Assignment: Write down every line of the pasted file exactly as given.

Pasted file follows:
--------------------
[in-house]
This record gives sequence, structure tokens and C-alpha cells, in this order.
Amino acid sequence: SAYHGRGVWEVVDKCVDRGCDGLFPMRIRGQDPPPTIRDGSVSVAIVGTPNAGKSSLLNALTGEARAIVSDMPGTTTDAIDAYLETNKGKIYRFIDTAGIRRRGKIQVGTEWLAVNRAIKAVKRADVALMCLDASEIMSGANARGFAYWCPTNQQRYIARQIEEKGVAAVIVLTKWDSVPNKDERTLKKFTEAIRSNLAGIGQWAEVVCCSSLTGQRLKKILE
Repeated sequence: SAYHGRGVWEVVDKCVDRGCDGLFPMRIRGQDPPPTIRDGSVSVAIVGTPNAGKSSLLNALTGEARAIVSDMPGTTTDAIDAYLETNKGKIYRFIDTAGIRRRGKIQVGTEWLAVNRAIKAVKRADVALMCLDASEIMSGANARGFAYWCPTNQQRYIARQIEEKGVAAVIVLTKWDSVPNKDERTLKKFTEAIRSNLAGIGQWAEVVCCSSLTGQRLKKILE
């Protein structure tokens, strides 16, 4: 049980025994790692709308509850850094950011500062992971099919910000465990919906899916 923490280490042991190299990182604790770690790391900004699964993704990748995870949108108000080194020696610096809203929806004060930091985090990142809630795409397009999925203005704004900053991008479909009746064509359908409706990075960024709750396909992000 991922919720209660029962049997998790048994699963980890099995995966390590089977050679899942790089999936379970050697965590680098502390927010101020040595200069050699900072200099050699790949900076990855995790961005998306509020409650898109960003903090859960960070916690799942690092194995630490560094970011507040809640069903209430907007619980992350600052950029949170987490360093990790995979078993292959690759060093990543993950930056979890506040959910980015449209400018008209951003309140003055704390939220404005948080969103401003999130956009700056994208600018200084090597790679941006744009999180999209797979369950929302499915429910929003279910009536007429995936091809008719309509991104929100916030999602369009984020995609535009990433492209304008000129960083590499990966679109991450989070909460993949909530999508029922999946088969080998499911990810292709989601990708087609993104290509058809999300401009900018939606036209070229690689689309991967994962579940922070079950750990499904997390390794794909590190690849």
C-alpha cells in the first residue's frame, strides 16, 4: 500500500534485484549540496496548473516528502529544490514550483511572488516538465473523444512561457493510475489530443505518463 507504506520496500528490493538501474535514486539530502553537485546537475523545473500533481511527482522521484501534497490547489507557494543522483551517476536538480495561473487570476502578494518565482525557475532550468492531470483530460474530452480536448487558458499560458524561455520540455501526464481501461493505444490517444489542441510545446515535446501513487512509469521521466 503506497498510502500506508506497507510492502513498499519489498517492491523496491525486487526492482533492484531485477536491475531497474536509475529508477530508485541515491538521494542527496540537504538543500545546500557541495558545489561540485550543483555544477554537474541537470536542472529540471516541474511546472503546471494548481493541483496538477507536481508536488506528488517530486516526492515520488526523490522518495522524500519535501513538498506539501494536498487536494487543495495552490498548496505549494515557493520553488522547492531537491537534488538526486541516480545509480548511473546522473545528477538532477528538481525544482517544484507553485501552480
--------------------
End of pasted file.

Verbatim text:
[in-house]
This record gives sequence, structure tokens and C-alpha cells, in this order.
Amino acid sequence: SAYHGRGVWEVVDKCVDRGCDGLFPMRIRGQDPPPTIRDGSVSVAIVGTPNAGKSSLLNALTGEARAIVSDMPGTTTDAIDAYLETNKGKIYRFIDTAGIRRRGKIQVGTEWLAVNRAIKAVKRADVALMCLDASEIMSGANARGFAYWCPTNQQRYIARQIEEKGVAAVIVLTKWDSVPNKDERTLKKFTEAIRSNLAGIGQWAEVVCCSSLTGQRLKKILE
Repeated sequence: SAYHGRGVWEVVDKCVDRGCDGLFPMRIRGQDPPPTIRDGSVSVAIVGTPNAGKSSLLNALTGEARAIVSDMPGTTTDAIDAYLETNKGKIYRFIDTAGIRRRGKIQVGTEWLAVNRAIKAVKRADVALMCLDASEIMSGANARGFAYWCPTNQQRYIARQIEEKGVAAVIVLTKWDSVPNKDERTLKKFTEAIRSNLAGIGQWAEVVCCSSLTGQRLKKILE
């Protein structure tokens, strides 16, 4: 049980025994790692709308509850850094950011500062992971099919910000465990919906899916 923490280490042991190299990182604790770690790391900004699964993704990748995870949108108000080194020696610096809203929806004060930091985090990142809630795409397009999925203005704004900053991008479909009746064509359908409706990075960024709750396909992000 991922919720209660029962049997998790048994699963980890099995995966390590089977050679899942790089999936379970050697965590680098502390927010101020040595200069050699900072200099050699790949900076990855995790961005998306509020409650898109960003903090859960960070916690799942690092194995630490560094970011507040809640069903209430907007619980992350600052950029949170987490360093990790995979078993292959690759060093990543993950930056979890506040959910980015449209400018008209951003309140003055704390939220404005948080969103401003999130956009700056994208600018200084090597790679941006744009999180999209797979369950929302499915429910929003279910009536007429995936091809008719309509991104929100916030999602369009984020995609535009990433492209304008000129960083590499990966679109991450989070909460993949909530999508029922999946088969080998499911990810292709989601990708087609993104290509058809999300401009900018939606036209070229690689689309991967994962579940922070079950750990499904997390390794794909590190690849």
C-alpha cells in the first residue's frame, strides 16, 4: 500500500534485484549540496496548473516528502529544490514550483511572488516538465473523444512561457493510475489530443505518463 507504506520496500528490493538501474535514486539530502553537485546537475523545473500533481511527482522521484501534497490547489507557494543522483551517476536538480495561473487570476502578494518565482525557475532550468492531470483530460474530452480536448487558458499560458524561455520540455501526464481501461493505444490517444489542441510545446515535446501513487512509469521521466 503506497498510502500506508506497507510492502513498499519489498517492491523496491525486487526492482533492484531485477536491475531497474536509475529508477530508485541515491538521494542527496540537504538543500545546500557541495558545489561540485550543483555544477554537474541537470536542472529540471516541474511546472503546471494548481493541483496538477507536481508536488506528488517530486516526492515520488526523490522518495522524500519535501513538498506539501494536498487536494487543495495552490498548496505549494515557493520553488522547492531537491537534488538526486541516480545509480548511473546522473545528477538532477528538481525544482517544484507553485501552480